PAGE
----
Today’s enterprise networks are no longer centrally located and are increasingly geographically dispersed, especially as mobile devices and Internet-of-Things (IoT) technologies have been adopted. Software-as-a-service (SaaS) applications and cloud computing have further complicated matters.
Posts by Michael Thweatt
Embracing new advances in technology and moving business in a more digital direction is a priority for enterprises in every industry. However, beginning a digital innovation or transformation journey is only step one of the process. The next step is developing a strategy to ensure you meet your digital goals.
Between continued challenges relating to the pandemic and the normal busy workload shouldered by IT security teams, staying on top of the latest developments is more difficult than ever. To make sure you’re up to date and ready to face any threat that comes your way, we’ve listed the top highlights from FortiGuard Labs’ Semiannual Global Threat Landscape Report.
To stay competitive and fulfill customer needs, today’s enterprises demand unparalleled availability and resiliency in all aspects, including data centers. At the same time, the attack surface is growing ever larger through rapid digital expansion, and cybercriminals are becoming more sophisticated day by day.
Enterprises in every industry have found that, in order to stay competitive, they must embrace the new digital economy and adapt their IT environment to match. As a part of these digital transformations, IT teams must upgrade their security solutions to keep ahead of cybercriminals who are eager to take advantage of any security weaknesses that come about as a result of new technology integrations.
Today, work doesn’t just happen at the office. To stay competitive and increase productivity, enterprises around the globe are looking to hyperconverged infrastructure (HCI) with VM support to provide increased flexibility compared to conventional hardware-defined infrastructure.
Working to keep up with the speed of business, especially on a global scale, has companies reconsidering how they operate – and digital transformation is at the top of their minds. But despite its wide-ranging advantages, digital transformation also comes with additional risks, and increases the complexity of an already-complex security architecture.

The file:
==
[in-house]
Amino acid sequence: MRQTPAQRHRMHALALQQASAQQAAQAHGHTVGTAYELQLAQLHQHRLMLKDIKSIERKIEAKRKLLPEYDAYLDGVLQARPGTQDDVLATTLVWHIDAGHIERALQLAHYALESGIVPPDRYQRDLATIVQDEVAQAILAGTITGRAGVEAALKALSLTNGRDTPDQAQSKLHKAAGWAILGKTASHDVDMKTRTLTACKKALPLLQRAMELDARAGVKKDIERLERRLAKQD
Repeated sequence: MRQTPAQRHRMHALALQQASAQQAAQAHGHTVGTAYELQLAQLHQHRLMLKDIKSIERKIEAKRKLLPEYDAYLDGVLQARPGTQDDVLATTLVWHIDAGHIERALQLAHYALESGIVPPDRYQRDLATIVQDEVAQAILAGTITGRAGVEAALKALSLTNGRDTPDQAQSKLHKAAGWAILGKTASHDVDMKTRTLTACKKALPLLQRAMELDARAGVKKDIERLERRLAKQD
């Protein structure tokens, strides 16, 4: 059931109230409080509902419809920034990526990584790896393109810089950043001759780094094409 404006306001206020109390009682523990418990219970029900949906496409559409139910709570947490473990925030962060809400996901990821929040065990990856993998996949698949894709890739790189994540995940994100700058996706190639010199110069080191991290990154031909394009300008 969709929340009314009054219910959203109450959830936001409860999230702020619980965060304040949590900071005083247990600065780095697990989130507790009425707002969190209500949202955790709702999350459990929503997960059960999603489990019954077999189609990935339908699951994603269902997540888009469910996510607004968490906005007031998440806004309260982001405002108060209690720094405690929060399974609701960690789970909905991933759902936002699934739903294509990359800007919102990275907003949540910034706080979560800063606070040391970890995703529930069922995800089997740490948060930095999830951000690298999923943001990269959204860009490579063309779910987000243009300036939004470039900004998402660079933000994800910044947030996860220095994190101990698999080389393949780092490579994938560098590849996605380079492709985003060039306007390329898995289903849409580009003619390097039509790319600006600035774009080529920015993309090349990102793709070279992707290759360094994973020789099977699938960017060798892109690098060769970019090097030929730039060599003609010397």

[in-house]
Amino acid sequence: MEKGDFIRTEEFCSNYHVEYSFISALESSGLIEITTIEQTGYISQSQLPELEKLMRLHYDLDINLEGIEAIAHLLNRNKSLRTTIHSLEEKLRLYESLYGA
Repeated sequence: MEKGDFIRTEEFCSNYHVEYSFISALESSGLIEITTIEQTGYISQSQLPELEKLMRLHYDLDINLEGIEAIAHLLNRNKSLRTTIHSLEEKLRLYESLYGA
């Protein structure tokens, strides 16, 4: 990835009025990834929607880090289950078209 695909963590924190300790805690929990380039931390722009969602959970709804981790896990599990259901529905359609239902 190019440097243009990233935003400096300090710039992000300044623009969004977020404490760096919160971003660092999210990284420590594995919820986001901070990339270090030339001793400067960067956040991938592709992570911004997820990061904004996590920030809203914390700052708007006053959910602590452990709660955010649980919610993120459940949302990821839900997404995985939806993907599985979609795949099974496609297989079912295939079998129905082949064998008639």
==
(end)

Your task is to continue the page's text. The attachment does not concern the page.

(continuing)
The definition of network firewalls has changed. As an increasing number of businesses move toward hybrid networks and begin seeking firewall capabilities in the cloud, cloud vendors are also offering native firewall capabilities to their clients. This year Gartner revised their description of the firewall market to include firewalls with the following features:
The digital workplace is in, and the days of Windows’ dominance and employees working from a single, stationary device are out. This new strategy champions flexible, employee-centric technology, and processes to aid productivity and unlock the potential of individual employees, teams, and organizations.
Digital transformation is becoming an increasingly popular course of action for enterprises trying to keep pace with emerging market trends, fluctuating customer demands, and increased competition. But traditional network architectures weren’t built to handle the types of workloads, and complexities, that arise as a result. Even worse, in an attempt to take on the work these architectures – post-digital transformation – can actually compromise business-critical services and network performance.